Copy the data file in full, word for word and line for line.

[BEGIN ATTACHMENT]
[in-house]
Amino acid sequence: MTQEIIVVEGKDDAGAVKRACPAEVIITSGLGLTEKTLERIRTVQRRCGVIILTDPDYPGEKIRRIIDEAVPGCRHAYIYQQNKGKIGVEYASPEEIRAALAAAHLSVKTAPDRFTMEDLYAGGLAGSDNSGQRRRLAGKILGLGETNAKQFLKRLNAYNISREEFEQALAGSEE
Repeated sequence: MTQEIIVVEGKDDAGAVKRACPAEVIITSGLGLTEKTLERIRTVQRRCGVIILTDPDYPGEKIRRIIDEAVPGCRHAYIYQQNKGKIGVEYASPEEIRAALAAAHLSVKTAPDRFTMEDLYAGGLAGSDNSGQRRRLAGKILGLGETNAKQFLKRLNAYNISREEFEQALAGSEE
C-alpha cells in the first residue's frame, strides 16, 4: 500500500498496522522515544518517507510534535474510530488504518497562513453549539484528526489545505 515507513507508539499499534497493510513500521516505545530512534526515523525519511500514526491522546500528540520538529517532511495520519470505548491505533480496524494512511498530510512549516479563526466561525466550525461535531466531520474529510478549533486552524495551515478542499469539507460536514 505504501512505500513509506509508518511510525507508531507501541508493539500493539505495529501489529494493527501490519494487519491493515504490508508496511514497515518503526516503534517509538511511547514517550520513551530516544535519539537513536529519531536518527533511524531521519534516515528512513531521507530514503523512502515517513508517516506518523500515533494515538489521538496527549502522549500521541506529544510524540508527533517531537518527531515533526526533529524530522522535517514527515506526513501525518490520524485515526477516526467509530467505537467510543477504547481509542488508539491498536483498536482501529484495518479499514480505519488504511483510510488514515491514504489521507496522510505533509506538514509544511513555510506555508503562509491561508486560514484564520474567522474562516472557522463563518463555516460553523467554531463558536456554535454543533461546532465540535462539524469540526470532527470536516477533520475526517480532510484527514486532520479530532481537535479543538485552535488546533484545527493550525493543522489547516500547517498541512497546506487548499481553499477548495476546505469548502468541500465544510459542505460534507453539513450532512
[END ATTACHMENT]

[in-house]
Amino acid sequence: MTQEIIVVEGKDDAGAVKRACPAEVIITSGLGLTEKTLERIRTVQRRCGVIILTDPDYPGEKIRRIIDEAVPGCRHAYIYQQNKGKIGVEYASPEEIRAALAAAHLSVKTAPDRFTMEDLYAGGLAGSDNSGQRRRLAGKILGLGETNAKQFLKRLNAYNISREEFEQALAGSEE
Repeated sequence: MTQEIIVVEGKDDAGAVKRACPAEVIITSGLGLTEKTLERIRTVQRRCGVIILTDPDYPGEKIRRIIDEAVPGCRHAYIYQQNKGKIGVEYASPEEIRAALAAAHLSVKTAPDRFTMEDLYAGGLAGSDNSGQRRRLAGKILGLGETNAKQFLKRLNAYNISREEFEQALAGSEE
C-alpha cells in the first residue's frame, strides 16, 4: 500500500498496522522515544518517507510534535474510530488504518497562513453549539484528526489545505 515507513507508539499499534497493510513500521516505545530512534526515523525519511500514526491522546500528540520538529517532511495520519470505548491505533480496524494512511498530510512549516479563526466561525466550525461535531466531520474529510478549533486552524495551515478542499469539507460536514 505504501512505500513509506509508518511510525507508531507501541508493539500493539505495529501489529494493527501490519494487519491493515504490508508496511514497515518503526516503534517509538511511547514517550520513551530516544535519539537513536529519531536518527533511524531521519534516515528512513531521507530514503523512502515517513508517516506518523500515533494515538489521538496527549502522549500521541506529544510524540508527533517531537518527531515533526526533529524530522522535517514527515506526513501525518490520524485515526477516526467509530467505537467510543477504547481509542488508539491498536483498536482501529484495518479499514480505519488504511483510510488514515491514504489521507496522510505533509506538514509544511513555510506555508503562509491561508486560514484564520474567522474562516472557522463563518463555516460553523467554531463558536456554535454543533461546532465540535462539524469540526470532527470536516477533520475526517480532510484527514486532520479530532481537535479543538485552535488546533484545527493550525493543522489547516500547517498541512497546506487548499481553499477548495476546505469548502468541500465544510459542505460534507453539513450532512